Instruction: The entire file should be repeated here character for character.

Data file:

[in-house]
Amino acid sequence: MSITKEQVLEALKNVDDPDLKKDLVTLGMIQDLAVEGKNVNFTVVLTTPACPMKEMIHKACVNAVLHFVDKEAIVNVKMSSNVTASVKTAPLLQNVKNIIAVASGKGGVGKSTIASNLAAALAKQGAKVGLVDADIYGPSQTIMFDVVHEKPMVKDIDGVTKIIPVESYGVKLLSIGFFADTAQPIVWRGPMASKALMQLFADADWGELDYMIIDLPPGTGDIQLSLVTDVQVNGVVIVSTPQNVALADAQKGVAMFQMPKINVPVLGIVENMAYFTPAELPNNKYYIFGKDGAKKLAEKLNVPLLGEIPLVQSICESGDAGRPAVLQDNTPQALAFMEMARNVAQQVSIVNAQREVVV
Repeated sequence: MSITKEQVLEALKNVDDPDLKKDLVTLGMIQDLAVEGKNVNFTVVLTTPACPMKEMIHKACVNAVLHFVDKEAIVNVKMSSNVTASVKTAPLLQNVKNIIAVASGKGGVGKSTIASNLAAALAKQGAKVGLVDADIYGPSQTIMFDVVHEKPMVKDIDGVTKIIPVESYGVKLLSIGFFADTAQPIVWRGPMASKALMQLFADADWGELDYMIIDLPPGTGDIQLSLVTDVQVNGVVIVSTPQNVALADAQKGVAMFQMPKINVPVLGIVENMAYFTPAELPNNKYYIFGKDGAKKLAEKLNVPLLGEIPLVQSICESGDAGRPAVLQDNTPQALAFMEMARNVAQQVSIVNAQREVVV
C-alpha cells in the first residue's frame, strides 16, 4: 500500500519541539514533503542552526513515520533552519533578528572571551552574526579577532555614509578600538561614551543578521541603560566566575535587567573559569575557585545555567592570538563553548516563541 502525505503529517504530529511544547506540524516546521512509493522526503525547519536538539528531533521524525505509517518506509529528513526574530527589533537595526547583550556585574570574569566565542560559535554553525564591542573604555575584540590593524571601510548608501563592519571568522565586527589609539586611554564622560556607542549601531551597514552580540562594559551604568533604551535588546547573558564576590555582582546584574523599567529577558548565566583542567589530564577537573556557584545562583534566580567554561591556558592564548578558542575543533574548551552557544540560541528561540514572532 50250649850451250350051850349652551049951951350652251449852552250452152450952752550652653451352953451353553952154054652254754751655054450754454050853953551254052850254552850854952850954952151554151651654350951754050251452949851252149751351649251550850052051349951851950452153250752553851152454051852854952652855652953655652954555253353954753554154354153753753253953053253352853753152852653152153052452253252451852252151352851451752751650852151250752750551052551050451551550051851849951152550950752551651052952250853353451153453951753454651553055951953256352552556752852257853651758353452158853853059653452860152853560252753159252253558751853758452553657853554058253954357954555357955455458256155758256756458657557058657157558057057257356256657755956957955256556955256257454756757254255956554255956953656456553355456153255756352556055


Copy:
[in-house]
Amino acid sequence: MSITKEQVLEALKNVDDPDLKKDLVTLGMIQDLAVEGKNVNFTVVLTTPACPMKEMIHKACVNAVLHFVDKEAIVNVKMSSNVTASVKTAPLLQNVKNIIAVASGKGGVGKSTIASNLAAALAKQGAKVGLVDADIYGPSQTIMFDVVHEKPMVKDIDGVTKIIPVESYGVKLLSIGFFADTAQPIVWRGPMASKALMQLFADADWGELDYMIIDLPPGTGDIQLSLVTDVQVNGVVIVSTPQNVALADAQKGVAMFQMPKINVPVLGIVENMAYFTPAELPNNKYYIFGKDGAKKLAEKLNVPLLGEIPLVQSICESGDAGRPAVLQDNTPQALAFMEMARNVAQQVSIVNAQREVVV
Repeated sequence: MSITKEQVLEALKNVDDPDLKKDLVTLGMIQDLAVEGKNVNFTVVLTTPACPMKEMIHKACVNAVLHFVDKEAIVNVKMSSNVTASVKTAPLLQNVKNIIAVASGKGGVGKSTIASNLAAALAKQGAKVGLVDADIYGPSQTIMFDVVHEKPMVKDIDGVTKIIPVESYGVKLLSIGFFADTAQPIVWRGPMASKALMQLFADADWGELDYMIIDLPPGTGDIQLSLVTDVQVNGVVIVSTPQNVALADAQKGVAMFQMPKINVPVLGIVENMAYFTPAELPNNKYYIFGKDGAKKLAEKLNVPLLGEIPLVQSICESGDAGRPAVLQDNTPQALAFMEMARNVAQQVSIVNAQREVVV
C-alpha cells in the first residue's frame, strides 16, 4: 500500500519541539514533503542552526513515520533552519533578528572571551552574526579577532555614509578600538561614551543578521541603560566566575535587567573559569575557585545555567592570538563553548516563541 502525505503529517504530529511544547506540524516546521512509493522526503525547519536538539528531533521524525505509517518506509529528513526574530527589533537595526547583550556585574570574569566565542560559535554553525564591542573604555575584540590593524571601510548608501563592519571568522565586527589609539586611554564622560556607542549601531551597514552580540562594559551604568533604551535588546547573558564576590555582582546584574523599567529577558548565566583542567589530564577537573556557584545562583534566580567554561591556558592564548578558542575543533574548551552557544540560541528561540514572532 50250649850451250350051850349652551049951951350652251449852552250452152450952752550652653451352953451353553952154054652254754751655054450754454050853953551254052850254552850854952850954952151554151651654350951754050251452949851252149751351649251550850052051349951851950452153250752553851152454051852854952652855652953655652954555253353954753554154354153753753253953053253352853753152852653152153052452253252451852252151352851451752751650852151250752750551052551050451551550051851849951152550950752551651052952250853353451153453951753454651553055951953256352552556752852257853651758353452158853853059653452860152853560252753159252253558751853758452553657853554058253954357954555357955455458256155758256756458657557058657157558057057257356256657755956957955256556955256257454756757254255956554255956953656456553355456153255756352556055